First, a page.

It is hard to focus on much when you exit the airport in Bogotá for the first time. You fit your luggage into the boot of a most probably tiny taxi. You fumble for your Spanish and try to understand how many thousands of Colombian pesos there are to just one dollar. Your taxi swerves in and out of traffic as if in practice for an International Grand Prix. You have your printout of your hotel reservation and your hotel address in hand. From your taxi window, your gaze, spacey as you are after a long international plane journey, and just possibly see an oversized cartoon figure racing by outside, the Argentine Antonio Seguí’s El Viajero or the Traveler. Or you notice, depending on whether you arrive in daylight or not, two high historic figures involved in a quiet ballet over an empty plaza, Christopher Colombus and Queen Isabella of Spain welcoming you to the new world. You might just well be thinking, Wow, I’ve arrived in a different place, what is this?

Well, this is special.

Bogotá is a city with more than 100 documented public sculptures. What did you know? You have just gotten off an international flight and you are understandably a little out of it. Over the course of your stay in the city of Bogotá, the city’s sculptures will surprise you with their unlikely locations, delight you with their unassuming celebration, and often mystify you with their neglect or obscurity. A gift from the government of Poland, the oversized monument of Copernicus is impressive and imposing in its steep setting at the entrance to El Parque de la Independencia just above the presently being refurbished Planetario de Bogotá, the Planetarium. At Calle 87 and Carrera 15 in Virrey Park, Edgar Negret’s La Gran Cascada is a bright orange rush of curved metal shapes statically falling earthward. Negret is probably Colombia’s best known sculptor and La Gran Cascada is one of his most celebratory works. Tucked into a small alcove next to one of the mundane Ecopetrol buildings along la Septima directly opposite the Parque Naciónal is a wonderful native pre-Colombian sculpture from San Agustin. Casual, surprising, unheralded, overlooked.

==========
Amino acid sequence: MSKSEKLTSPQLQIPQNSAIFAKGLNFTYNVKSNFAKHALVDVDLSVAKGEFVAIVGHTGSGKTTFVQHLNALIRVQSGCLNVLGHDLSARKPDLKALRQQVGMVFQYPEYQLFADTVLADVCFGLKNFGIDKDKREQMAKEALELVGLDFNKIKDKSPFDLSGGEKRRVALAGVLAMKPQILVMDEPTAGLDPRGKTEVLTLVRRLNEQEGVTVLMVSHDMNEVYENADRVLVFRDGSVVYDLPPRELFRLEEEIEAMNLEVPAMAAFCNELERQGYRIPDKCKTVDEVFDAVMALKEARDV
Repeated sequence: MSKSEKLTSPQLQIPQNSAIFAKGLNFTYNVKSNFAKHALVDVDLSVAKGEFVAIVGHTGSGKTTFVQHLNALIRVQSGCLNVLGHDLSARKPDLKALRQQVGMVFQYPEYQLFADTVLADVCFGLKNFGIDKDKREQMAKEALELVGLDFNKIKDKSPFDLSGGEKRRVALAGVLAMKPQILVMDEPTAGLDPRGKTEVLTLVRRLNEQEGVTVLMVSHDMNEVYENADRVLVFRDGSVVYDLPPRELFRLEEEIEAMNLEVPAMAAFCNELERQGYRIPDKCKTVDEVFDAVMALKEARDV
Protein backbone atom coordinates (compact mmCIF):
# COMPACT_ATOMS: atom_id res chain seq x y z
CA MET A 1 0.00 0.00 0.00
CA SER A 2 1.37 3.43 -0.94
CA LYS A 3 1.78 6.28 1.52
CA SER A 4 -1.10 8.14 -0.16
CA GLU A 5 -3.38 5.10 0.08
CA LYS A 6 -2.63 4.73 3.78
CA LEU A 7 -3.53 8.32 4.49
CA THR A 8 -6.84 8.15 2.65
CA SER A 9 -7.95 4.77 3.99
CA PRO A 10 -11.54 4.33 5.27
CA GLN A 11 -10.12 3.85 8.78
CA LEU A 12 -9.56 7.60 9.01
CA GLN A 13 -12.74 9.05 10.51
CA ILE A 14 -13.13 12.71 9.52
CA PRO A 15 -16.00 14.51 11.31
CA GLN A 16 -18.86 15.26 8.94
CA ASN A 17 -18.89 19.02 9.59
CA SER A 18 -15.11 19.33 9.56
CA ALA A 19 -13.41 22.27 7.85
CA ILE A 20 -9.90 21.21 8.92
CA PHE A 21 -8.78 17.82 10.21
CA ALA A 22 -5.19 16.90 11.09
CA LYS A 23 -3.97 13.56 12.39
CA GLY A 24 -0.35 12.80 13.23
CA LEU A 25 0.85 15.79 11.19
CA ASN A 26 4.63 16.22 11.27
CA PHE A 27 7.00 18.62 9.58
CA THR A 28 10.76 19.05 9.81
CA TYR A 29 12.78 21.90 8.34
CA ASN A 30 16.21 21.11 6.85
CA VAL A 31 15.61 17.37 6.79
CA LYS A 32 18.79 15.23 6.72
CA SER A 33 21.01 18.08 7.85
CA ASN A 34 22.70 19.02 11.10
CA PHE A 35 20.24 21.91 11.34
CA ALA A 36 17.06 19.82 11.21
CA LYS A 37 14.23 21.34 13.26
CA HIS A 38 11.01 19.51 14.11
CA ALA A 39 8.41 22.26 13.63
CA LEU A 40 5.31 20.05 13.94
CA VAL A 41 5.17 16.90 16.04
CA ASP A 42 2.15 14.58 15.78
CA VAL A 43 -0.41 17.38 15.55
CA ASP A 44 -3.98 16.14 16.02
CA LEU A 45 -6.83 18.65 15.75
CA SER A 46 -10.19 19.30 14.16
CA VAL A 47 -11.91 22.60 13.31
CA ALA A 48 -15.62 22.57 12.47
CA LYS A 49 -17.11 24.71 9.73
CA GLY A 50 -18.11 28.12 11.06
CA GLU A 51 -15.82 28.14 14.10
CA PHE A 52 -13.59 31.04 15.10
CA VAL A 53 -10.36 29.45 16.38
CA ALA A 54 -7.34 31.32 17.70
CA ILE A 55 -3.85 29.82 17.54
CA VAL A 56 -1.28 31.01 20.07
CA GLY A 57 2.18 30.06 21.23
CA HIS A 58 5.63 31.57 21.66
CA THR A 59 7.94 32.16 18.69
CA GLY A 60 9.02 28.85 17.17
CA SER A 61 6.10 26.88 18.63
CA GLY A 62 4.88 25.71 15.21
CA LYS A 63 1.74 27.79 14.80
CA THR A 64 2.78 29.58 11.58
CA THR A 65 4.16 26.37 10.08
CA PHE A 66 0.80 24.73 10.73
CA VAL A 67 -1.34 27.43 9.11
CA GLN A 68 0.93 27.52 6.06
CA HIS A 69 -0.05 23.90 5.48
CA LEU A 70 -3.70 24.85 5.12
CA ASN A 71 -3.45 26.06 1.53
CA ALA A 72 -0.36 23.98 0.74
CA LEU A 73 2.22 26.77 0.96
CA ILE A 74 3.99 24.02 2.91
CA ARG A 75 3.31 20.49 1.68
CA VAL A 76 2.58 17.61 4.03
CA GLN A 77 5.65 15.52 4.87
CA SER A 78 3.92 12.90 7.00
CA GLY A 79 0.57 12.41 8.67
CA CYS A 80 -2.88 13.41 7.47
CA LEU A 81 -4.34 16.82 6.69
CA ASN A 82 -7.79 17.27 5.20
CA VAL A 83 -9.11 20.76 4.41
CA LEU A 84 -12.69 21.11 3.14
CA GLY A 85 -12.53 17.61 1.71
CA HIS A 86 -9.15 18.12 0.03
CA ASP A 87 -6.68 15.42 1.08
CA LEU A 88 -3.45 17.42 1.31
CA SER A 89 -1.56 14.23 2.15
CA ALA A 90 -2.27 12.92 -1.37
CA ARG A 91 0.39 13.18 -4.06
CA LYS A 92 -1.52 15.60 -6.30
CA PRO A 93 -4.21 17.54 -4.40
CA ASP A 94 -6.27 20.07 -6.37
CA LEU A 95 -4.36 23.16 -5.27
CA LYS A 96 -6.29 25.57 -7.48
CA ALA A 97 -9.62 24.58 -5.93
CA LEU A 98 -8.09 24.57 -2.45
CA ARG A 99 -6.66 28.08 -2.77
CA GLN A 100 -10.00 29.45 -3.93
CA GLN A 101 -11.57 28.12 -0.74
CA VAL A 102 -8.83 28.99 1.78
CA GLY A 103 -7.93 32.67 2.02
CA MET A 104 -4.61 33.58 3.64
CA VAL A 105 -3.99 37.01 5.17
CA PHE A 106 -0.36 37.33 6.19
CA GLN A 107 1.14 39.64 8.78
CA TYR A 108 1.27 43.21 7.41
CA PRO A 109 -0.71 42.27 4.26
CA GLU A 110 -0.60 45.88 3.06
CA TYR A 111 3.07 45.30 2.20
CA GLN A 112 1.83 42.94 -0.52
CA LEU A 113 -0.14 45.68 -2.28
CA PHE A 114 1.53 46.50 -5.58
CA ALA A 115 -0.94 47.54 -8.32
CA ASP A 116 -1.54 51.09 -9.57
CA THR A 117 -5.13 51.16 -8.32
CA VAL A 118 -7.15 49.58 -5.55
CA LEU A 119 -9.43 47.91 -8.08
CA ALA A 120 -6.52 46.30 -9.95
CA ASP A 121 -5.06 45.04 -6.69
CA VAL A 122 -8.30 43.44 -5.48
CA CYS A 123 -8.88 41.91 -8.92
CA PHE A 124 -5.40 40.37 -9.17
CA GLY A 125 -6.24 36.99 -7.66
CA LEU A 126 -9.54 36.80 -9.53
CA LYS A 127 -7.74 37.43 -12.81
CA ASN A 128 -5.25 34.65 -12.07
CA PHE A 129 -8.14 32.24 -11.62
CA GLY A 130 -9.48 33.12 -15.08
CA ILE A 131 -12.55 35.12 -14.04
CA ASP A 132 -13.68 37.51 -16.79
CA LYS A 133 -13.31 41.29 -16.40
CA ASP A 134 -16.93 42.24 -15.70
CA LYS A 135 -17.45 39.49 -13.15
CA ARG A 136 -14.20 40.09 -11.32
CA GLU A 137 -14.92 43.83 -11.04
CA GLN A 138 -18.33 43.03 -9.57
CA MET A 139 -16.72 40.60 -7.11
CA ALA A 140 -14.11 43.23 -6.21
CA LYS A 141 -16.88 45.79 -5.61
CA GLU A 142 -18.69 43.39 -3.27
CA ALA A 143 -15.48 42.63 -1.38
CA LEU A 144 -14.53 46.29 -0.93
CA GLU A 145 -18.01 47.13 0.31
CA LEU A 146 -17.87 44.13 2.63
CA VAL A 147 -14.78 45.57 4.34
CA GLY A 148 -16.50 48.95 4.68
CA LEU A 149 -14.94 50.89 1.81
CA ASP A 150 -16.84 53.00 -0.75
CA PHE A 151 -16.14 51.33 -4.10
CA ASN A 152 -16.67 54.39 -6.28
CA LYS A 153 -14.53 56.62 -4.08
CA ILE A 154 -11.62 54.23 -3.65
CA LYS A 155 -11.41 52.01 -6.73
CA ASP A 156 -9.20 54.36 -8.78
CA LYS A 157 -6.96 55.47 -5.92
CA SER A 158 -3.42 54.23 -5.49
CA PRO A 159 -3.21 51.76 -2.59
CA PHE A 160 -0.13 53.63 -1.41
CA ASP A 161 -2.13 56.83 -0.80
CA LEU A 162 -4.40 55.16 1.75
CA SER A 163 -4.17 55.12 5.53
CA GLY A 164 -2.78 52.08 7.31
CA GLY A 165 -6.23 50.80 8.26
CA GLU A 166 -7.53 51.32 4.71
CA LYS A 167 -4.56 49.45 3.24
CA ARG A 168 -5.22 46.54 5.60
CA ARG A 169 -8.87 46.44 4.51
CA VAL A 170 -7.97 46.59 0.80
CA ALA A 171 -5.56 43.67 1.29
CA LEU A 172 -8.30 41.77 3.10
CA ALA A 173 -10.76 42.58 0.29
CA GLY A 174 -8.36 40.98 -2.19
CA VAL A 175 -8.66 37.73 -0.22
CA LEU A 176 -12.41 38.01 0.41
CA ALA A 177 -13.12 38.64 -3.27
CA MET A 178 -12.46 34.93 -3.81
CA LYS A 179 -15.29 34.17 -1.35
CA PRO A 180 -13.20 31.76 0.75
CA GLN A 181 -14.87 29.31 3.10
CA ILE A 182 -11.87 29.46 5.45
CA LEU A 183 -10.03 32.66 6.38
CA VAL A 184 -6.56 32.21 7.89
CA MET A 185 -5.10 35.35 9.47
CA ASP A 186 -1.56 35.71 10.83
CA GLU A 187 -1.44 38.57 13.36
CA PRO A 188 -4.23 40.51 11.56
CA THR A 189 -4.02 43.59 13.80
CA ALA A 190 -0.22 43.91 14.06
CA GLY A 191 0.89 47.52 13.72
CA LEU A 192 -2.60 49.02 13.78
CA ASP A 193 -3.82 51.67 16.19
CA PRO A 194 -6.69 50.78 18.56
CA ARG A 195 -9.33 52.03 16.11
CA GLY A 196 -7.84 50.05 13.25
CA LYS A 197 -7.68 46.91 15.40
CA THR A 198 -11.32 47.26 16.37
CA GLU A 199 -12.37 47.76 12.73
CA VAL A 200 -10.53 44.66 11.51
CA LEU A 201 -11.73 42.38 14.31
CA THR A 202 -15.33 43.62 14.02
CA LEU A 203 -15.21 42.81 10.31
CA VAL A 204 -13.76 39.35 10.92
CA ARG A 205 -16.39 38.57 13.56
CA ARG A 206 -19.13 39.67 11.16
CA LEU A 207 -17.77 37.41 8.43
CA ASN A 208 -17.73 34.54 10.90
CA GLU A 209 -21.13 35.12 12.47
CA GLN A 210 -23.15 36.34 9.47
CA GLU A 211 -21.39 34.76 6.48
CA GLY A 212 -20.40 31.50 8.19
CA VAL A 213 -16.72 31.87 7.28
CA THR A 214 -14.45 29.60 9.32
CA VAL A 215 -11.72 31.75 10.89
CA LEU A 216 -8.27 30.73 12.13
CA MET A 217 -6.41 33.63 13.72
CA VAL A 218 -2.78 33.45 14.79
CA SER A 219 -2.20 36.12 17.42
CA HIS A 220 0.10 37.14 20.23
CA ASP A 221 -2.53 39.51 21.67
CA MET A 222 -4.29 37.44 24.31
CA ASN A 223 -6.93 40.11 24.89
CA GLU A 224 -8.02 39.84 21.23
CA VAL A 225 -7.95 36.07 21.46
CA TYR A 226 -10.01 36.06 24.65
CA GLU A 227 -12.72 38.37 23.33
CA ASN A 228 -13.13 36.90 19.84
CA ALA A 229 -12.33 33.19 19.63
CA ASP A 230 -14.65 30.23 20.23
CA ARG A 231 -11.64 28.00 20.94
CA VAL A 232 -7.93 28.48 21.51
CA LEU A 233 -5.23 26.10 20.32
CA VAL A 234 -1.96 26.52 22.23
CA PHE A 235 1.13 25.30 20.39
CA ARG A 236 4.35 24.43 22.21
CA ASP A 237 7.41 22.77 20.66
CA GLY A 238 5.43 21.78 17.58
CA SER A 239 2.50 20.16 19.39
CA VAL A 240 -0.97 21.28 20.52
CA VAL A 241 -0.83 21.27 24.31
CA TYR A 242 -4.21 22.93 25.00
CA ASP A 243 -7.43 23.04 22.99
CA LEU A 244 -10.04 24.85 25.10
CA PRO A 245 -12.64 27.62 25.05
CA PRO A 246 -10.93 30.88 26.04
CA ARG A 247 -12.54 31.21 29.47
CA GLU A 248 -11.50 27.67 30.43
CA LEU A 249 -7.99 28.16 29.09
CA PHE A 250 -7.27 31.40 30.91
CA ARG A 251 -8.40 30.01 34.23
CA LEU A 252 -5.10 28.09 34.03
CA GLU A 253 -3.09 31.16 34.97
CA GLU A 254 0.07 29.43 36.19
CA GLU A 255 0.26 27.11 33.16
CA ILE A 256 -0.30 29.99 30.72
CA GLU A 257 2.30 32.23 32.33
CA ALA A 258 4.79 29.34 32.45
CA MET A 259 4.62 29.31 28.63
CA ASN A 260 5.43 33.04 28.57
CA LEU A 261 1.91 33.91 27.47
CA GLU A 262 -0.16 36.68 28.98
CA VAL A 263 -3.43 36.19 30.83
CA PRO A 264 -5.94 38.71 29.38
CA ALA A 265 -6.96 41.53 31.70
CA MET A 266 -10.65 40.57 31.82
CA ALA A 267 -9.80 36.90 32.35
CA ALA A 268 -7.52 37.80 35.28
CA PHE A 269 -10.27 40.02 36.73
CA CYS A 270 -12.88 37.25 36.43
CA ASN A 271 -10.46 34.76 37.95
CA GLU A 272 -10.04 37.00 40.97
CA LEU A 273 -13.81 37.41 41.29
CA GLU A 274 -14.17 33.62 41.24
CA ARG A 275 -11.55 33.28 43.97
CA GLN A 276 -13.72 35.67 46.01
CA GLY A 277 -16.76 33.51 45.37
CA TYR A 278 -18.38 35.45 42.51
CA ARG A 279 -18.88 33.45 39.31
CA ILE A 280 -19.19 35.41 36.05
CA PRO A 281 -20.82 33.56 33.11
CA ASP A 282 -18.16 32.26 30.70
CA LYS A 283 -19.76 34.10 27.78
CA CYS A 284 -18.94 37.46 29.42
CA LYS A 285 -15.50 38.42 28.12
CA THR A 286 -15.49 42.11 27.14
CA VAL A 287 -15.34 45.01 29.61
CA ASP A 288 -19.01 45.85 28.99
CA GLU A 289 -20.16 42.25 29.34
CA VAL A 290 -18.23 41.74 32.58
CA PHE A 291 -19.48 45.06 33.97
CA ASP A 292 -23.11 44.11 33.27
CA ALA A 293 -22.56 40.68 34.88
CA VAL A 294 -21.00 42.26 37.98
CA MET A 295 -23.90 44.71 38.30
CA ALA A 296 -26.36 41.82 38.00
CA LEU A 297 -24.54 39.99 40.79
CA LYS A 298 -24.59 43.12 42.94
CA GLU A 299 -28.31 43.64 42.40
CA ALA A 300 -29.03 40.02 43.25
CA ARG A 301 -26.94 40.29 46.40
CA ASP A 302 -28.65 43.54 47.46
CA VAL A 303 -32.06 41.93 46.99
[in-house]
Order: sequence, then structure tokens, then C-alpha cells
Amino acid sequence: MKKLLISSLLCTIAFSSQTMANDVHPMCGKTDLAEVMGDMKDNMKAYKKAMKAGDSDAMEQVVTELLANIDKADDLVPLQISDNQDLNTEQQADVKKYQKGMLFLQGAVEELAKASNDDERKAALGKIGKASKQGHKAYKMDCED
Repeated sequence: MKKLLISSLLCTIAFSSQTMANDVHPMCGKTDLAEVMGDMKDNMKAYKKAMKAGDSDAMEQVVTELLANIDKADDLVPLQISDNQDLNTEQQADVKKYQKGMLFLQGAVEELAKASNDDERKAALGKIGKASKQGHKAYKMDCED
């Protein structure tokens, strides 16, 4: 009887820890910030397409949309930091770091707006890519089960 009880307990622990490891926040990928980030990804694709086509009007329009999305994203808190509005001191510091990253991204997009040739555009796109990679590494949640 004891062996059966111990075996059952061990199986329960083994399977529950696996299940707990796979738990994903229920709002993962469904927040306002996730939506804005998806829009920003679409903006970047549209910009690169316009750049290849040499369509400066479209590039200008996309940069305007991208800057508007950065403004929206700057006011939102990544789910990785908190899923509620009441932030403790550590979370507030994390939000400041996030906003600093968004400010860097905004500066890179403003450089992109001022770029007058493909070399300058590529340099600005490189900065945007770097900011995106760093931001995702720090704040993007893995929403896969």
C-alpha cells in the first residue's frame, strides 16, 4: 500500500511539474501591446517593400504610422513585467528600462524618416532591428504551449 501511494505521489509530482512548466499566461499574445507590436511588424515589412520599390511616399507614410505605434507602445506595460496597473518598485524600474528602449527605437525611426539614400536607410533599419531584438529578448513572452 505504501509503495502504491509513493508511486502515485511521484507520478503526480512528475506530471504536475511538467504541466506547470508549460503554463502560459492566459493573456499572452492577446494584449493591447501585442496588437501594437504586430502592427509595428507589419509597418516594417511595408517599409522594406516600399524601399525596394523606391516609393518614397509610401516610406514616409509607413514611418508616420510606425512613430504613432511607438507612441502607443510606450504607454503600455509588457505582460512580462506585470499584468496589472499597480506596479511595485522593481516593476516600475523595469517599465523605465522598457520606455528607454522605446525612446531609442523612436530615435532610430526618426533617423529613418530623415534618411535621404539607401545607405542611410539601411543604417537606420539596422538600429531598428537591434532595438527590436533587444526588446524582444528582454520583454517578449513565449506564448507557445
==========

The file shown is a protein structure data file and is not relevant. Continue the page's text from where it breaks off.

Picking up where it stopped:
Avenida el Dorado, or Calle 26 as it is also known, the great wide avenue that connects the airport that you have just arrived at to downtown Bogotá is so perfect for the placement of public sculpture that it may have been designed with just that in mind. Originally conceived that way or not, and hard to focus on when you are just arriving in Bogotá, Avenida el Dorado is home to 8 major modern sculptures, the result of an initiative by Ana Milena Muñoz, the wife of then President Gaviria Trujillo, in the 1990’s. Most probably your next opportunity to see these sculptures will be as you drive back to the airport when leaving the city of Bogotá, again surrounded by suitcases and this time with a print-out of your boarding pass in hand. At Carrera 62, you might notice Angela Gurria’s circular Eclipse, just recently revealed again (and already refreshed with urban grafitti) after being covered for years during the construction of the new Transmilenio line down the center of Avenida el Dorado. In the blink of an eye at Carrera 92, Carlos Rojas González’s abstract Ventana, or Window, races magically by. Closer to the airport, you might just – at the perfect moment – glance out your taxi window to be impressed by Bernardo Salcedo’s Pedaso del Rio, or Piece of the River, a calm observation of movement as you rush on your way to catch your plane home or onward.

I was on a Transmilenio bus heading toward the Universidad Nacional. Colsubisio was, at that moment in time, in the process of finishing a stylish new building along the NQS corridor going south along the path of my Transmilenio. And passing that new building with its wonderful yellow green cutout grid, I noticed a brand new sculpture, just that day installed. It hadn’t been there previously. And I was very impressed. The sculpture was vague and aspiring, indistinct and moving, all at once. And it was large. The sculpture was special.